But say in Africa, you know, I was at a village in Mozambique a couple years ago where there were no adults. There were grandparents and kids. All the adults were dead from AIDS. And so you ask the grandparents 'Are the kids replicating the behaviors that killed their parents after they nursed them to their deaths?' And they said 'Yes, they are doing all the same stuff.'

And so the question becomes 'How do you change that behavior?' And the short answer is, 'You give contraception and you try to change behavior by lectures at the same time.' But who has been most effective at changing behavior? In my experience, it's not us Westerners with our technical expertise. It's the Church and the Church will say it's about your soul. Here is how you should live. And one of the reasons so many religions there, the Protestants and Catholics are so incredibly conservative is because they need that ammunition to change behavior. And if you don't follow these rules, your soul is damned. That I find is a pretty persuasive as a way to get people to change their behavior when you are living with a life-threatening disease.

Alec Baldwin: But they haven’t been successful, have they?

David Brooks: Well, it’s hard –

Alec Baldwin: I mean, the Catholics are opposed; the Catholics in terms of the brass if you will, of the Catholic Church. They are opposed to contraception. That's the very issue I'm talking about. Yeah, that's my point.

David Brooks: Yeah, I think you are absolutely right about that. I guess my point is, they are opposed in theory but you go into a Catholic mission and Namibia or anywhere and the rubbers are sitting right there on the table. They don't have the luxury of being abstract about this. And they say if you got a 13-year-old kid who comes in, you preach abstinence. If you have an 18-year-old, you hand them a rubber.

Alec Baldwin: Right. I want to make out that check. I want to write pay to the order of the Vatican, $10,000 and then in the memo I want to write for rubbers and send that off to Rome and just see what happens. Just to see what happens. Now, from Cabrini Green, where did you go? What happens after you – you are in Chicago for how much longer?

David Brooks: So we all have these weird things that happen in our lives. While I was in college, I wrote a humor column which is hard to believe if anybody reads my current column, they know.

Alec Baldwin: No, I still think you write a humor column.


David Brooks: Yeah, thank you.

Alec Baldwin: Some of it is pretty funny.

David Brooks: Yeah. Back then, I was trying to be funny and so William F. Buckley came to campus and I wrote a piece calling him a name dropping blowhard, basically. And so I said he wrote the first three volumes of his memoirs on the day of his birth, all of human history up to Buckley was this glorious dawn and then in college he founded two magazines, one called The National Buckley, one called The Buckley Review which he merged to form The Buckley Buckley. And so it was all just one joke after another.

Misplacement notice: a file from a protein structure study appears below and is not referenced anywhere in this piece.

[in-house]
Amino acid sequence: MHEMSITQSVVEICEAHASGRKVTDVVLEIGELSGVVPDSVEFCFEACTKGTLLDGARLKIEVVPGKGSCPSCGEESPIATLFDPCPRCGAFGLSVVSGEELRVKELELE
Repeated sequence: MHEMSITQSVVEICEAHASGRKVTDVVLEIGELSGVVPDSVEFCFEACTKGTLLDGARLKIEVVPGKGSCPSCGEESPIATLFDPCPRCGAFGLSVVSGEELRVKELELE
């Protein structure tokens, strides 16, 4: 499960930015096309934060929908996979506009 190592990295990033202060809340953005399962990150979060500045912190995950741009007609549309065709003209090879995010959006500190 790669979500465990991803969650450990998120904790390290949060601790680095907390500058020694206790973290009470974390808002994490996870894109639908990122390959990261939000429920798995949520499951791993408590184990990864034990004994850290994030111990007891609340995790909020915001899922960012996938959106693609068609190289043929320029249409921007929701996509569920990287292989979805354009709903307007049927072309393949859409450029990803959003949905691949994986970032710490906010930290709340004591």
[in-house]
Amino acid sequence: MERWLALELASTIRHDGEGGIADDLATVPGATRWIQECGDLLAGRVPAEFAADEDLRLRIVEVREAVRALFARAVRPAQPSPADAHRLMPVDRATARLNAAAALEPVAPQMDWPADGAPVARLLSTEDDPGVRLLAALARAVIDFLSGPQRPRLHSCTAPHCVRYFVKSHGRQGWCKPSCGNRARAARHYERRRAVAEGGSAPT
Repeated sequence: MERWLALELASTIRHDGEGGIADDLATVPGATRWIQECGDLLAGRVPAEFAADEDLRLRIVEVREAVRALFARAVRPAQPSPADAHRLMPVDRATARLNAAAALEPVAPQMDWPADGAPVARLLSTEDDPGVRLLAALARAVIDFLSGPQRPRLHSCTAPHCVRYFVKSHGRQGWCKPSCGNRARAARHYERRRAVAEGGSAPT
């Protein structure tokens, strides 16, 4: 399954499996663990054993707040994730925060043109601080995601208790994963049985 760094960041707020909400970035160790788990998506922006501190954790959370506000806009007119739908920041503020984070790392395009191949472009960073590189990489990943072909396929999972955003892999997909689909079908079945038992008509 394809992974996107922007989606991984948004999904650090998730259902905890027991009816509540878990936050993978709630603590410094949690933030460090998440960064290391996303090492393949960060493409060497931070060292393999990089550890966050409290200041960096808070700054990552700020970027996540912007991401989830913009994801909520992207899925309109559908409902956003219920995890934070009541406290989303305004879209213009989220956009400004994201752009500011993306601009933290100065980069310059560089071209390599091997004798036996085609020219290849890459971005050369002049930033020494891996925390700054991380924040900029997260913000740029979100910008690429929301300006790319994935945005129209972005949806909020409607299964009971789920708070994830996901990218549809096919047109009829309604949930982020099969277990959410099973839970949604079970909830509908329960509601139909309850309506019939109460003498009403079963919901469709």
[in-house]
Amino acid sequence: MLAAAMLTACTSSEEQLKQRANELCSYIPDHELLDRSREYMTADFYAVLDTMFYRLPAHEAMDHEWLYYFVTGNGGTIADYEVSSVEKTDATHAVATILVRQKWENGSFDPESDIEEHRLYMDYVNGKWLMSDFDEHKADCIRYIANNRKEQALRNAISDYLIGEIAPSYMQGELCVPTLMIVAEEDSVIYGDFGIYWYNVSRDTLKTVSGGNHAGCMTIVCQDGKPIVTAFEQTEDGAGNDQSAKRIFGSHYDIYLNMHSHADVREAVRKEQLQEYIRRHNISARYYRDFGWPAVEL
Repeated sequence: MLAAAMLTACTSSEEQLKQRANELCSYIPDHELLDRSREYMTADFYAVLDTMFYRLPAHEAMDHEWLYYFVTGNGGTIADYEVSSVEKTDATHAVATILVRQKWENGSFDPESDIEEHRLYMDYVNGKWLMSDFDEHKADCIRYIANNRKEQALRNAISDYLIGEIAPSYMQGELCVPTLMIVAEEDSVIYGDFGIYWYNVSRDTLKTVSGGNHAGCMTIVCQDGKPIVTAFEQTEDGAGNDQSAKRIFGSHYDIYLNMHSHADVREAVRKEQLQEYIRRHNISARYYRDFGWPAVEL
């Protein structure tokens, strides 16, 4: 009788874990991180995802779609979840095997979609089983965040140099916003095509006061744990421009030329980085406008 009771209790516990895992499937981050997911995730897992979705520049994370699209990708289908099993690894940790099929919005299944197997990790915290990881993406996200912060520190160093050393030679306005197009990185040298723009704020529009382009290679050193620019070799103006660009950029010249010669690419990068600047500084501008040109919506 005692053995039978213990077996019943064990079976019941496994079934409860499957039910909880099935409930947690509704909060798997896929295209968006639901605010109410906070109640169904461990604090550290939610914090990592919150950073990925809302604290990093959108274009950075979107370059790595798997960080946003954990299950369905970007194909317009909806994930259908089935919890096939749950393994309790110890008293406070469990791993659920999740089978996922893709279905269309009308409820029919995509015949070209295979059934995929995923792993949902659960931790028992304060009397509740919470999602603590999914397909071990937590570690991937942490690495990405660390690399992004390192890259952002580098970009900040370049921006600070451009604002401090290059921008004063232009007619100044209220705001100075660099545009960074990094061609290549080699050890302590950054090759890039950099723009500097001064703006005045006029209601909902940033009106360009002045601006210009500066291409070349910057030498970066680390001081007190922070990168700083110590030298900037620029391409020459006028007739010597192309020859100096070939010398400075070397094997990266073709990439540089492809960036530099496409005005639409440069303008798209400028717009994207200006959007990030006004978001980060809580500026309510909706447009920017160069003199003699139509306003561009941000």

And he came to campus and he gave a talk to the student body and he said 'David Brooks, if you are in the audience, I want to give you a job.' And so that was my big break.

Now sadly, I wasn't in the audience and I wasn't that conservative. But three years later, I was drifting a little to the right and I called him up and I said 'Is that job still open?' And he said 'Yeah.' And so literally from 24 hours I was covering a murder on the West side of Chicago, 24 hours later I was up at his Park Avenue apartment having dinner with finger bowls. And I thought it was watery soup.

But so when you became his associate editor, you became a pseudo-son for a year and a half. So he took me yachting, he took me to Bach concerts, he asked my opinion. And so it was one of those magical experiences where you have this guy was a real mentor. And so I worked at National Review for a year and a half and he was –

Alec Baldwin: What did you admire most about him? Because many people who have worked with him speak glowingly about him. What was it you admire most about him?

David Brooks: And he had, by the way, and incredibly diverse group of people; Joan Didion and John Leonard, a lot of people. And so his greatest capacity was his capacity for friendship.

Alec Baldwin: Beyond partisanship.

David Brooks: Oh, if you went over to his house for dinner, first of all there were not that many conservatives there. There were not that many political people. It was writers mostly, Anatole Broyard - a literary critic was a –

Alec Baldwin: Thinkers.